The Earls Court Clinical Group will be holding its next Open Meeting in London on 24th September. All are welcome. Each of the four speakers will give a short presentation on a clinical topic which will then be opened up for discussion. The meeting should run for about 2 hours and there will a break half-way through. Sign up to join via Eventbrite here.

Coming up in Madrid, the Escuela Lacaniana de Psicoanálisis has announced its XVIes Jornadas for 11th & 12th November with the title ‘Yo Soy.. Todos Somos…’, [‘I am… We are all’], which will look at “psychoanalysis in the face of new identities”. Topics promised for discussion include new diagnoses, nominations, questions of gender/gender in question, and ‘communities of jouissance’. Register here.

In New York on 23rd September, Das Unbehagen will be hosting a workshop at the New School on Lacan’s notoriously difficult late text L’Étourdit. Contributors include Marcus Coelen, Jamieson Webster, Patricia Gherovici, Manya Steinkoler, and Eliana Calligaris. See the flyer here for more details and how to register. An English translation of L’Étourdit is available on here. To help with this difficult text, two readings by Christian Fierens are also available on that site here.

In France, the ECF has announced its 47th Journées for 25th and 26th of November in Paris under the title Apprendre – Désir ou Dressage. The full programme, argument, and thematic axes are on the event’s site.

Audio of Jacques-Alain Miller’s’ address to the SLP Congress in Turin last month, ‘Praise to the Hertics’, is available on Radio Lacan in two parts – part one and part two – in simultaneous Italian and French translations. The recordings comprise samples of each section of the conference with Miller’s contributions. There is also a recording of an interview with Miller (in French), conducted in April on the political situation in France around the presidential candidacy of Marine Le Pen and what should be the response of the psychoanalytic community.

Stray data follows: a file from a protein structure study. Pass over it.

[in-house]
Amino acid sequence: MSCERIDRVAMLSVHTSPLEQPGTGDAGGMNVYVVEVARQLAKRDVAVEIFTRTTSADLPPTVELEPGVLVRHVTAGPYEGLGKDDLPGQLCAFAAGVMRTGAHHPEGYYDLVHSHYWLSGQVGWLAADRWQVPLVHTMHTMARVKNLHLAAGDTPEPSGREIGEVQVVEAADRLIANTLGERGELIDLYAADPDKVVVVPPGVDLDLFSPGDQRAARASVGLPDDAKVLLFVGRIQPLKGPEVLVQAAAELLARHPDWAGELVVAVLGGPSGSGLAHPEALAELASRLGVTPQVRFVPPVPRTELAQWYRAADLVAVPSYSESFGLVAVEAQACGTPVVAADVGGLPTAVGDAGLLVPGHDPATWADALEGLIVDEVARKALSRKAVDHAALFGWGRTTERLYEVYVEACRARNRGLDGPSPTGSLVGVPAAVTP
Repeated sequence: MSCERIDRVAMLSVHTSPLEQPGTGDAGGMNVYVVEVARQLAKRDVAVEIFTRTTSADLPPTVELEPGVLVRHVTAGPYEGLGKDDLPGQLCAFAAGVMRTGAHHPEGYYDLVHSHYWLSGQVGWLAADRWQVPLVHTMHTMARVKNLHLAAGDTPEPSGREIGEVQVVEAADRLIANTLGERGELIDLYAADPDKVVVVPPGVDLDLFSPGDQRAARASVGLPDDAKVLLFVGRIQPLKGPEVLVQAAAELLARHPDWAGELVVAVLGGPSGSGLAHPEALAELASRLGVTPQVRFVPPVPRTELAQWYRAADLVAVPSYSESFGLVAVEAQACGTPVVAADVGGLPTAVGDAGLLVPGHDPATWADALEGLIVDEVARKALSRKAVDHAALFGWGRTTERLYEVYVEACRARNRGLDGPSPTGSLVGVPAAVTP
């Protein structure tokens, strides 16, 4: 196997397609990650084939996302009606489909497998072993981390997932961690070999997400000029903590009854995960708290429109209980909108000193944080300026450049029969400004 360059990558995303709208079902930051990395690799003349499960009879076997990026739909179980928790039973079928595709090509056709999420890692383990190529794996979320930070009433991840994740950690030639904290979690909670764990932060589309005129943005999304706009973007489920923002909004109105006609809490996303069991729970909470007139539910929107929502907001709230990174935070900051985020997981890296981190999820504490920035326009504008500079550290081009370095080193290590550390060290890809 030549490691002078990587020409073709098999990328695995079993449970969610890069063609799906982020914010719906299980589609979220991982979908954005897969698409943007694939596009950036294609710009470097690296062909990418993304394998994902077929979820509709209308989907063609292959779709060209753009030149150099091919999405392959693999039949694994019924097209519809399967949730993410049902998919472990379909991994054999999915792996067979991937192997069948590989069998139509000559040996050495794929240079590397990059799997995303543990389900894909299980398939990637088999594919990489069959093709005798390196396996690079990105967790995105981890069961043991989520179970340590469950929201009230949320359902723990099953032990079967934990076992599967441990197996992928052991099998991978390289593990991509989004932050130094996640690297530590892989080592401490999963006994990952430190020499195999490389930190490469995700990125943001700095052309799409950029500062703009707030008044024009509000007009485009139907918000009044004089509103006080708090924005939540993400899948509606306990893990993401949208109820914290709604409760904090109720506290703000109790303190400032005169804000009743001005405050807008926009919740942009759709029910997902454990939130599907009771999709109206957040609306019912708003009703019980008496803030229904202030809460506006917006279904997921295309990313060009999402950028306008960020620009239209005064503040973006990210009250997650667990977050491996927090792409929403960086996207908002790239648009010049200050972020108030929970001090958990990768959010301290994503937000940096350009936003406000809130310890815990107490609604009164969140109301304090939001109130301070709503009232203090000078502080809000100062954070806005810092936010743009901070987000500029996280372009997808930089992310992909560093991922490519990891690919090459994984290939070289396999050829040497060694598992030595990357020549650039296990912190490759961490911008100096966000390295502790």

Relatedly, LacanTV has made available video of Jacques-Alain Miller’s course on psychoanalysis at the École de la Cause freudienne, from the session on 24th June. LacanTV is an initiative of the ECF and aims to post further videos related to its activities, its teachings and Study Days. Stay tuned!

Radio Lacan also carries an interview with Thomas Svolos from last month, taking questions on his latest book, Twenty-First Century Psychoanalysis, which was published in April.

For Spanish speakers, Radio Lacan has recordings of three presentations from the Catalan Community of the ELP commemorating the 50th anniversary of Lacan’s ‘Proposition of 9 October 1967 on the Psychoanalyst of the School’.

Lastly from the WAP and its affiliates, ahead of its 2018 Congress in Barcelona, the NLS published more papers last month via its 777 newsletter on the Congress’s theme – ‘The ordinary psychoses and the others, under transference’. Texts are in Italian, French, and Spanish as part of this collection titled ‘Disorders, symptoms, and discreet signs’.

And finally, Italian newspaper La Repubblica carried an interview in July with Giacomo Contri, Lacan’s Italian translator and one of the key figures responsible for introducing Lacanian thought into the country’s psychoanalytic tradition. Contri describes having been introduced to Lacan’s Seminar by François Wahl, Lacan’s editor at Seuil, and going into analysis with him, where the sessions never exceeded 15 minutes. His descriptions of Lacan as “the most reckless intelligence” who became infuriated at having to stop at red traffic lights should amuse.